European countries must continue cooperating with each other on global issues like climate change, regardless of the recent referendum result in the UK. Brexit makes understanding different nations’ perceptions even more important. By understanding how different European countries perceive climate change, progress can be made towards addressing the issue.
How do the culture and politics of a country shape its citizens’ perceptions of climate change? Do different European nations vary in their support for different energy technologies? And how have extreme weather events influenced national views about climate change, as climate impacts start to bite? The European Perceptions of Climate Change (EPCC) project has been designed to answer precisely these kinds of questions.
In the context of a crucial moment for European climate policy, this project addresses a significant knowledge gap with regard to European public engagement with climate change. While attitudes to climate change have been well documented in individual European countries, survey designs have never been coordinated.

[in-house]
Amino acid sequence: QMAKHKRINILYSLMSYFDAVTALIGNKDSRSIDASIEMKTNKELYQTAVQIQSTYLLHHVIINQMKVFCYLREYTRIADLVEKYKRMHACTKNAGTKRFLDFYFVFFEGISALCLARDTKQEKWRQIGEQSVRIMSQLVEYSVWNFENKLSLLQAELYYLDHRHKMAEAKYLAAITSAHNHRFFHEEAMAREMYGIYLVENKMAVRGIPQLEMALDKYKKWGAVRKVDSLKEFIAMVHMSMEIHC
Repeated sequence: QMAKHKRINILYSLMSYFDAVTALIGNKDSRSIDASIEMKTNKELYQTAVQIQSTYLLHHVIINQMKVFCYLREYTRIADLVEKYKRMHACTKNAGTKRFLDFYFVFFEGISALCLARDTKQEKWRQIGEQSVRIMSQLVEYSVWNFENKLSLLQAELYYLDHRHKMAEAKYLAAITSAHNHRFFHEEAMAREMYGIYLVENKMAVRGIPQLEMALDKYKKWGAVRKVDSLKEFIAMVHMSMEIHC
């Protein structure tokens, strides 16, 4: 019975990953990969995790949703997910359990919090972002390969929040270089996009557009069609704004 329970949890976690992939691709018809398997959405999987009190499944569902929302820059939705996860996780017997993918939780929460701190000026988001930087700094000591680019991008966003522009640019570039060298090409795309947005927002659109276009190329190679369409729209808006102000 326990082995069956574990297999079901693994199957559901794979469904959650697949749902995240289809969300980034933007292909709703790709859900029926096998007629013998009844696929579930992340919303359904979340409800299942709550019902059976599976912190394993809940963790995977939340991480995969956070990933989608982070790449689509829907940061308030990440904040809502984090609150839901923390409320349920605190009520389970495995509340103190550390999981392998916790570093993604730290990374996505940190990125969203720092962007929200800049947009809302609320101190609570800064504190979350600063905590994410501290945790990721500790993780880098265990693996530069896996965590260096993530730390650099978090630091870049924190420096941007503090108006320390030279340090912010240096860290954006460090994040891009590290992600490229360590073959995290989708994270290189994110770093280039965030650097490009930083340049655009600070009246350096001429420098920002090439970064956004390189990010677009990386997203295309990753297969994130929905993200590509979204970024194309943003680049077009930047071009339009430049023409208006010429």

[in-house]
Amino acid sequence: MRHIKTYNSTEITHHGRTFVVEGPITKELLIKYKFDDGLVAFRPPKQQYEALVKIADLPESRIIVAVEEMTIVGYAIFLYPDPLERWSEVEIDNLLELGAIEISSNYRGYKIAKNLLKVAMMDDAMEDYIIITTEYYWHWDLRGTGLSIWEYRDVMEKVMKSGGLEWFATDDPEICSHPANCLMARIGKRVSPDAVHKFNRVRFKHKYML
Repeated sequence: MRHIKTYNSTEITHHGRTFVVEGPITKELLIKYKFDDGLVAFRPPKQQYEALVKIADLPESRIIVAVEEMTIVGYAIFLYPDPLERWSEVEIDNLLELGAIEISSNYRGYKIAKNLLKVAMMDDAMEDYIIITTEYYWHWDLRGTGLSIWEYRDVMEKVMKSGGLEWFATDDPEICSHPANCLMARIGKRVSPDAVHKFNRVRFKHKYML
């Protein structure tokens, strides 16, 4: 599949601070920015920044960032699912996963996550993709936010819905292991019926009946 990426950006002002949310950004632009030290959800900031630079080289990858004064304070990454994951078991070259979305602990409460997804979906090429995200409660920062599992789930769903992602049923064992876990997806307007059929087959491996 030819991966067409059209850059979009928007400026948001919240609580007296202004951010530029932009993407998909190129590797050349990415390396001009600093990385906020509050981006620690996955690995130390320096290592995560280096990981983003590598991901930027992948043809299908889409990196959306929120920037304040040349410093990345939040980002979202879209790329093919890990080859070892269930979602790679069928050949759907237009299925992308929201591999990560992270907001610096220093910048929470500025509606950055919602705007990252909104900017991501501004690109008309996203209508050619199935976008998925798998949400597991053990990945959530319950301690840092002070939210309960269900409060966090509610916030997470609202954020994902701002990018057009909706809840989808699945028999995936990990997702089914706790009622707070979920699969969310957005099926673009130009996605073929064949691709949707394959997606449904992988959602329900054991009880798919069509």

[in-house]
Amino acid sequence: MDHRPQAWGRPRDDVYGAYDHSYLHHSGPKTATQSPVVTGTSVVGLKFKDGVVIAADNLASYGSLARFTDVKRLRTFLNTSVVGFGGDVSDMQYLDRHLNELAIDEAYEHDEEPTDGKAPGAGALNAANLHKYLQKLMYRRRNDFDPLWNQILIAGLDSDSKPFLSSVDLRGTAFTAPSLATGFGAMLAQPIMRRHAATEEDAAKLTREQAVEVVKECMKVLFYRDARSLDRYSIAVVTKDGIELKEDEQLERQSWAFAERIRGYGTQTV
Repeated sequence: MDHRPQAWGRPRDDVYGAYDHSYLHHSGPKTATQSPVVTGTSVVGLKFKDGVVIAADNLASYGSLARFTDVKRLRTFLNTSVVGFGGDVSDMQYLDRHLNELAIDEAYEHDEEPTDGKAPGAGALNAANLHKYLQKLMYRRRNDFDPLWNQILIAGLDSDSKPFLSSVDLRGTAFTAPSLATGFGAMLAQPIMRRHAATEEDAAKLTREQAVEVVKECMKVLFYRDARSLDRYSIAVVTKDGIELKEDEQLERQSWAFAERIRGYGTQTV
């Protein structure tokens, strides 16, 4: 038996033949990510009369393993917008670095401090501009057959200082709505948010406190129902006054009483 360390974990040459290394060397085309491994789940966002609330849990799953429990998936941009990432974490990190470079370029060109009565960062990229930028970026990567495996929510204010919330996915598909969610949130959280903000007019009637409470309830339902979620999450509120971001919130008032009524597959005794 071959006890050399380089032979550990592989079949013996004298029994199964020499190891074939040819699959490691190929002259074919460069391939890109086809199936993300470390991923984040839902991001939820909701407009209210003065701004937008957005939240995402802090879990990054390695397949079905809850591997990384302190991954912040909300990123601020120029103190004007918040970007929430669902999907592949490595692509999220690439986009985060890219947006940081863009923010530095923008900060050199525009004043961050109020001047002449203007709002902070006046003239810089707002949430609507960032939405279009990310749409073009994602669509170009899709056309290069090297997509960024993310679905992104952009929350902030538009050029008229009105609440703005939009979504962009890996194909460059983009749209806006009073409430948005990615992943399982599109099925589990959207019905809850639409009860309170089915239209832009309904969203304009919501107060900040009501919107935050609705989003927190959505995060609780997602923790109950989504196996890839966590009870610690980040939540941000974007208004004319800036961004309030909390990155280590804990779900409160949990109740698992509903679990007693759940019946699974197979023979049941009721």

This two year project is being lead by Cardiff University, with an inter-disciplinary project team from Institut Symlog, University of Stuttgart, University of Bergen, and Climate Outreach. It is funded by the Joint Programming Initiative (JPI).
The report takes each of the four countries involved – UK, Germany, France and Norway – and assesses them according to a set of criteria expected to have a major influence on public opinion with regards to climate change:
Cultural, historical & policy context
Key actors shaping public perceptions of energy and climate change
Key climate and energy-related events that have taken place
Anticipated consequences of climate change
Media reporting on energy and climate change
Insight from this report – combined with an ongoing process of stakeholder engagement with an international advisory panel – is being used to inform the centrepiece of the project, a survey of more than 4,000 people split across the four nations. The project team will also be producing recommendations for public engagement at the end of the project.